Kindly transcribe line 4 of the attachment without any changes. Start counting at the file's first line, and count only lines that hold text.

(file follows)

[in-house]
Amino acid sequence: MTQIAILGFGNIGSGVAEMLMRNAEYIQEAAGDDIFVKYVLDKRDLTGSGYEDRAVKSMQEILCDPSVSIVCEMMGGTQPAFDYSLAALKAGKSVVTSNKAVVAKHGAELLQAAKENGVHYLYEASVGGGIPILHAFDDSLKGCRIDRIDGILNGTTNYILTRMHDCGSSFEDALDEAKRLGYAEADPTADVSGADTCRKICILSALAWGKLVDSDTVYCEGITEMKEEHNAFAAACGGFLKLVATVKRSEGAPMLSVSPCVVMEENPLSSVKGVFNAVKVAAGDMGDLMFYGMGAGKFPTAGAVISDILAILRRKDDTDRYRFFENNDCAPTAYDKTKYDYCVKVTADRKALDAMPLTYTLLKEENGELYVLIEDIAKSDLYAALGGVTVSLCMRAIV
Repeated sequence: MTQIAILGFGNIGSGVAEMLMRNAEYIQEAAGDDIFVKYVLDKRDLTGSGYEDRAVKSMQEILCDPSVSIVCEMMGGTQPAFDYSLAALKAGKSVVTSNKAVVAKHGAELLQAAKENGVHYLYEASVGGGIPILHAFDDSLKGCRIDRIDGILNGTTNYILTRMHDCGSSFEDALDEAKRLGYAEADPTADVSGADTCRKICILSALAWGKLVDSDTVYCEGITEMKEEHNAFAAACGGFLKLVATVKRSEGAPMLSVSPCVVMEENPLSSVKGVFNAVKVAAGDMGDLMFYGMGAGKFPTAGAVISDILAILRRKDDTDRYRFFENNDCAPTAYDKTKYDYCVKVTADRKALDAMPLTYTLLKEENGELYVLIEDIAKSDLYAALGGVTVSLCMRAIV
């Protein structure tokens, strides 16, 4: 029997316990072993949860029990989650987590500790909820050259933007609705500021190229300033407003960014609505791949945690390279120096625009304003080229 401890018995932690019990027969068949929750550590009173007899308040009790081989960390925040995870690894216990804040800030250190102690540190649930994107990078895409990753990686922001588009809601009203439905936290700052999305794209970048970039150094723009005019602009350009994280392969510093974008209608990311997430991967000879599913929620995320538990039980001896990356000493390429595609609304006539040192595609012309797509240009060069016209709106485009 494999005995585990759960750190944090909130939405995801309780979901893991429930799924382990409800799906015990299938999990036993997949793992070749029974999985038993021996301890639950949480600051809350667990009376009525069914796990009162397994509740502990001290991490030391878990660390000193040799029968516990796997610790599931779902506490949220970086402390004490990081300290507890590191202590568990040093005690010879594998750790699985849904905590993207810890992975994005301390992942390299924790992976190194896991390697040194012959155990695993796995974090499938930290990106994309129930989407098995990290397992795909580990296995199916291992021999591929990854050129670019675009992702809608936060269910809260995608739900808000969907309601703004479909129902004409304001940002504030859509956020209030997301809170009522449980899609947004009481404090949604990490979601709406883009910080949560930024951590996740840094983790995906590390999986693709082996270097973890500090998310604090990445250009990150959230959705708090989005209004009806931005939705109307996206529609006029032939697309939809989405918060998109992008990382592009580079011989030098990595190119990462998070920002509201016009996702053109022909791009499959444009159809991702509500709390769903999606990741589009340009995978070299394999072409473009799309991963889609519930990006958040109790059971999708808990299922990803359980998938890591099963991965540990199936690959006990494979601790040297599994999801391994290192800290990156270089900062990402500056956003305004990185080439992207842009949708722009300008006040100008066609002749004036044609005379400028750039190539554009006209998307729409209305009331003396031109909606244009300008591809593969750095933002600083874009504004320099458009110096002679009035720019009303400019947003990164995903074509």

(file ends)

């Protein structure tokens, strides 16, 4: 029997316990072993949860029990989650987590500790909820050259933007609705500021190229300033407003960014609505791949945690390279120096625009304003080229 401890018995932690019990027969068949929750550590009173007899308040009790081989960390925040995870690894216990804040800030250190102690540190649930994107990078895409990753990686922001588009809601009203439905936290700052999305794209970048970039150094723009005019602009350009994280392969510093974008209608990311997430991967000879599913929620995320538990039980001896990356000493390429595609609304006539040192595609012309797509240009060069016209709106485009 494999005995585990759960750190944090909130939405995801309780979901893991429930799924382990409800799906015990299938999990036993997949793992070749029974999985038993021996301890639950949480600051809350667990009376009525069914796990009162397994509740502990001290991490030391878990660390000193040799029968516990796997610790599931779902506490949220970086402390004490990081300290507890590191202590568990040093005690010879594998750790699985849904905590993207810890992975994005301390992942390299924790992976190194896991390697040194012959155990695993796995974090499938930290990106994309129930989407098995990290397992795909580990296995199916291992021999591929990854050129670019675009992702809608936060269910809260995608739900808000969907309601703004479909129902004409304001940002504030859509956020209030997301809170009522449980899609947004009481404090949604990490979601709406883009910080949560930024951590996740840094983790995906590390999986693709082996270097973890500090998310604090990445250009990150959230959705708090989005209004009806931005939705109307996206529609006029032939697309939809989405918060998109992008990382592009580079011989030098990595190119990462998070920002509201016009996702053109022909791009499959444009159809991702509500709390769903999606990741589009340009995978070299394999072409473009799309991963889609519930990006958040109790059971999708808990299922990803359980998938890591099963991965540990199936690959006990494979601790040297599994999801391994290192800290990156270089900062990402500056956003305004990185080439992207842009949708722009300008006040100008066609002749004036044609005379400028750039190539554009006209998307729409209305009331003396031109909606244009300008591809593969750095933002600083874009504004320099458009110096002679009035720019009303400019947003990164995903074509």